The year was 1975. Yes, contrary to popular belief we actually had cars back in those days. It was an era where wagons had simulated wood grain side panels and the 60′s muscle cars ruled the highways. No signs of a minivan, SUV, or a Yugo. It was a time when cars were fast, loud, dangerous, and cost a lot of money to maintain. It was rumored women were the same way.
And there I was, a lad ready to turn 16 dreaming and waiting for the day I would be eligible to get my drivers license. God, life was good.
But, I would have to be patient and wait those several excruciating months to my birthday. To wile away my time, I had many questions for my parents pertaining to driving. I asked how much insurance was, what kind of coverage I would have, where would I park my car, gas mileage of the cars, how fast dads car went, and how good were the brakes.
Well, after driving training classes I was ready for my drivers test. My mother took me out to the Austintown license bureau to take my test. As I was waiting for my turn behind the wheel, I remembered my brothers tips on how not to flunk the test. Apparently, you were supposed to keep both hands on the wheel at all times and keep the radio turned off.
Ten minutes later my name was called and I was told to follow the instructor to the test area. We got to my car, a 1971 Buick Lasabre four door, and the instructor did the once over inspecting the vehicle to verify its road worthiness. As we walked around the car, I noticed that the rear license plate was a 1975 plate and the front was a 1974. I was doomed!!! Amazingly, the instructor did not see the error and told me to get in the car, start the car, and then turn on the left turn signal, then the right, then the brake lights, and then to honk the horn. This was going to be simple. I would pass this test easy. The instructor got in and being the good student, I had my seat belt on, adjusted my mirror and then locked my door. Ahh oh. My door wouldn’t lock. When I pushed down on the lock, it just snapped right back up. I guess the instructor did not notice this error as well.
The actual test began as I made many left and right hand turns on some side streets that I was not familiar with. However, I was doing very well and as I was driving behind a white building, the instructor told me to pull into the lot and stop. When the vehicle stopped, he told me congratulations and that I had passed and he wrote down a few things and handed me a paper and told me to hand it in to obtain my license. I was puzzled for I hadn’t even did my parallel parking yet. I inquired but was told that I did so well on the streets and pulling into the parking lot that I had passed. With that, he got out of the car and walked into the back door of the building.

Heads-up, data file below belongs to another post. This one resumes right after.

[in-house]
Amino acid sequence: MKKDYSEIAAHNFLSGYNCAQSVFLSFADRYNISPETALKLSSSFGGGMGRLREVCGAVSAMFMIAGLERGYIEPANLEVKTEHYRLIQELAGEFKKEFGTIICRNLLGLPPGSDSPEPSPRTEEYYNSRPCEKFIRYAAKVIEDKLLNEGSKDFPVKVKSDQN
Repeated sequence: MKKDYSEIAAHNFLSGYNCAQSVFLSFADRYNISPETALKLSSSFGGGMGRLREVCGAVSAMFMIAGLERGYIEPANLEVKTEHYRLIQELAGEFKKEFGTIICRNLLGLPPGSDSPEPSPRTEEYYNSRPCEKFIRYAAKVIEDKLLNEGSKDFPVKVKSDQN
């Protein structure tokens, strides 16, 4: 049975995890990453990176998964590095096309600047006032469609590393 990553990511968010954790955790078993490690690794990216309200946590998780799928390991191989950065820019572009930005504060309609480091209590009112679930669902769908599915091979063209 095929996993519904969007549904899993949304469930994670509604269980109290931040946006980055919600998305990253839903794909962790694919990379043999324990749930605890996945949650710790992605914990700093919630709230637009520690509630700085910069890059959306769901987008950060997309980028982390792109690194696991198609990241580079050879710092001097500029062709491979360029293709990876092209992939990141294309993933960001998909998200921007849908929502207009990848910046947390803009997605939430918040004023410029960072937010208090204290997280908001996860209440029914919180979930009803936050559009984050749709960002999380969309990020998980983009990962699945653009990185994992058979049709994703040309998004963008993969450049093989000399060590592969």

What a great feeling. I just passed my drivers license test and was ready to tackle the open road. Only problem was that I didn’t know where I was. After so many left and right turns, I didn’t know what street I was on. So, for my first official driving decision I drove down a one way street the wrong way so as not to get any more lost than I already was. I chose correctly coming out just one street away from the license bureau and proudly pulled in and parked the car. I actually smiled for my photo ID and was allowed to drive home.
Thunder road had begun. The streets would now be mine. I would own them. Baby I was born to run.
Flash ahead 28 years. My son is asking the same questions I asked my parents. He was on the edge of 16 toiling away at drivers training class studying and concentrating more than I have ever seen. Like father like son.
The six months my son held his permit flew by but to him, it was more like 10 years. It was now his time. I drove him out to the Ohio State Patrol license bureau for this rite of passage. I quickly saw the clerk at the front desk and completed all the paperwork. My son was ready. He was then told to wait in his vehicle and an instructor would be by soon. I was relegated to the waiting room. Being antsy myself, I decided to do my pacing outside.
Once outside I saw my son patiently waiting in his Jeep for the instructor to come pay him a visit. One of the other parents waiting told me good luck if my son got the woman instructor for she never passes teenagers on their first attempt. Since there were two instructors, my son had a 50/50 chance. Just his luck as the woman instructor came trotting out and headed for my sons Jeep. I heard the engine start and the turn signals flash and then the instructor get in the Jeep. My son told me that as she got in, she hit her head on the roll bar and he heard her head go conk.
Onward and upward I saw the Jeep begin to go over to the orange cones for parking when a GMC truck pulled right into his way and stopped. My son started again and the truck again began to move backing up cutting off my sons path. My son kept his cool and waited for the truck to complete his maneuvers. To the cones he went and slowly went forward and then slowly reversed out through the course without stopping or hitting any cones. He had passed that part for sure.
I watched as he passed me heading out onto the road and I paced around thinking back when I took my test. Ten minutes later, (that seemed like an eternity) I saw the Jeep come back into view. The Jeep pulled in and parked and the motor turned off. Several minutes later both doors opened and they started towards me who was still waiting outside. I asked how he did and the woman said ‘He did Ok”. I asked if he passed and she reluctantly said “yes, he did”. My son had won. He had beaten the odds.
Thunder road had begun. The streets would now be his. He would own them. Baby he was born to run.
Like I needed any more gray hair….
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LURKING, LICENSE AND REGISTRATION PLEASE, ON THE GRASSY KNOLL